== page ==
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Starkville plans to widen Lynn Lane intersections

 

City Engineer Edward Kemp talks about planned improvements to two intersections on Lynn Lane during a work session. The projects, at the Industrial Park Road and Starkville Sportsplex intersections, will see the road widened to accommodate turning lanes to help traffic flow.

City Engineer Edward Kemp talks about planned improvements to two intersections on Lynn Lane during a work session. The projects, at the Industrial Park Road and Starkville Sportsplex intersections, will see the road widened to accommodate turning lanes to help traffic flow. Photo by: Alex Holloway/Dispatch Staff

 

Sandra Sistrunk and David Little

Sandra Sistrunk and David Little

 

 

Alex Holloway

 

 

The city of Starkville is preparing for work at two intersections along Lynn Lane to help with traffic flow along the road.  

 

City Engineer Edward Kemp, in a presentation during a Friday afternoon work session, said preparations are underway to widen Lynn Lane at its intersection with Industrial Park Road and at the intersection with Logan Drive at the Starkville Sportsplex's entrance. 

 

Kemp said the projects are being funded under the $7.5 million bond issue aldermen approved last fall for road, sidewalk, drainage and traffic control improvements. Kemp told the Dispatch after the meeting both projects are estimated to cost about $600,000, combined. Work is currently planned to begin later in the fall and to finish in the winter. 

 

The improvements are the result of a traffic study Starkville conducted with assistance from Neel-Schaffer about a year ago, Kemp said. 

 

"We did evaluate both of the intersections on Lynn Lane -- one at the industrial park and one at the entrance to the Sportsplex which also coincides with Logan Drive across the street -- to evaluate its potential for a signal, three-way stop or all-way stop," Kemp said.  

 

The study showed that traffic signals are not needed at either intersections, Kemp said, but some work will be done to address congestion. 

 

Kemp said the Industrial Park Road intersection is prone to cars backing up when motorists are attempting to turn left. Most motorists turn right, to go north on Industrial Park Road at the intersection. 

 

"What's happening now is it's backing all the way up, really to McKee Park, if not further, based on one or two cars that are trying to turn left," Kemp said. 

 

To address the issue, Kemp said the road will be widened to add a right turning lane near the intersection. That addition will allow more traffic to flow north while motorists who need to turn left wait to do so.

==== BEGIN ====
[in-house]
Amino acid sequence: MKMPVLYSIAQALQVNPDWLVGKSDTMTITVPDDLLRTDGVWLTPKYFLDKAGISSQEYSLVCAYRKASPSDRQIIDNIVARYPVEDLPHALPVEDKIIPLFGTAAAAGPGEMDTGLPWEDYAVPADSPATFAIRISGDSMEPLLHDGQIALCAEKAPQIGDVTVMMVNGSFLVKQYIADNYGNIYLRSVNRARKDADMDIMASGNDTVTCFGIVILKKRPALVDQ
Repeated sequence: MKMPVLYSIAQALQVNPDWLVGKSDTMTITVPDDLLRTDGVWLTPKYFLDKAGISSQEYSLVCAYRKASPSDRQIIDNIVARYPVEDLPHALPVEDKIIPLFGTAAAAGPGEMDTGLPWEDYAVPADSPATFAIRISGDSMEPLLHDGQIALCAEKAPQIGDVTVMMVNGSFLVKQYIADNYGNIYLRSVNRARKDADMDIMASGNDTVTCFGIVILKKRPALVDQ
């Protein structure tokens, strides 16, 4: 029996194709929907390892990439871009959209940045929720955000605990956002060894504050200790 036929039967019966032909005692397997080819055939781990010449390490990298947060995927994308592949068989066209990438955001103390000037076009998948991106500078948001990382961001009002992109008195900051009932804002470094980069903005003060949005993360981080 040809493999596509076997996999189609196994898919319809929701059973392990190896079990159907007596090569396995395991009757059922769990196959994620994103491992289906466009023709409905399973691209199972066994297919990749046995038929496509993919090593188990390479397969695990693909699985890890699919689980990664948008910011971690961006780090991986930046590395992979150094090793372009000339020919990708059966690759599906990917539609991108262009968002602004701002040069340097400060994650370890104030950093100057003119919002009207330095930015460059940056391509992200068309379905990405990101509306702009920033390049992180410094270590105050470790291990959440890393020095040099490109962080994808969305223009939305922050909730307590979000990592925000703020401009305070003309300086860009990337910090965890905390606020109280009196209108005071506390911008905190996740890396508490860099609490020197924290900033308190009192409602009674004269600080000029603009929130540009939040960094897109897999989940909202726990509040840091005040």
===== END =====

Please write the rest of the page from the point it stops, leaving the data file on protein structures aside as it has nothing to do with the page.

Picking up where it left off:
"It will add enough queue for three to four cars to turn left before it backs up," Kemp said. "I think that's going to more than adequately address the highest demand we're experiencing right there." 

 

The work will also see a portion of the ditch that runs along the road's north side piped and covered. 

 

Kemp, at a question from Ward 2 Alderman Sandra Sistrunk, said the intersection will not be turned into a three-way stop. 

 

Officials expressed support for the project during the session. Ward 3 Alderman David Little said he thinks it will be good for the intersection. 

 

"I think this is going to have a huge impact in a positive way there," Little said. "Like you said, one or two cars can back it up a few hundred yards." 

 

At the Sportsplex, Kemp said the city will add a left turn lane into the facility's entrance for westbound traffic on Lynn Lane. The project will also see the road widened near the intersection. Lemp said the widening will also see a short left turn lane added on the intersection's west side for eastbound traffic to turn in to the residences along Logan Drive. 

 

Kemp said the left turn lane in to the Sportsplex will have 200 feet of queue, which is room for about 10 cars. 

 

Sistrunk noted that Lynn Lane has become a very busy street, especially with events at the Sportsplex. As such, she asked if the improvements are taking possible future need for a traffic light at the Sportsplex intersection into account. 

 

"There's a pretty significant curve and some sightline issues with the curve if you're coming out and trying to merge with the Lynn Lane traffic," Sistrunk said. "As I understand it, (the situation doesn't) currently warrant a red light, but y'all are setting this up so that if and when it gets to the point, either with safety issues or traffic counts, it warrants a red light, we're prepared to do that." 

 

Kemp said the work is including preparations for two two-arm traffic signals that would sit on either side of the intersection, if needed. He also said a secondary entrance to a parking area is being converted to a right turn in, right turn out intersection to not interfere with traffic in the new turn lane. 

 

To do that, he said the work will require a short curb, similar to those that have been implemented along Highway 12. 

 

"That's gonna force the cars that come out right, and that's to prevent any conflicts from a car turning out left and a car that's in the turn lane," he said.

 

 

 

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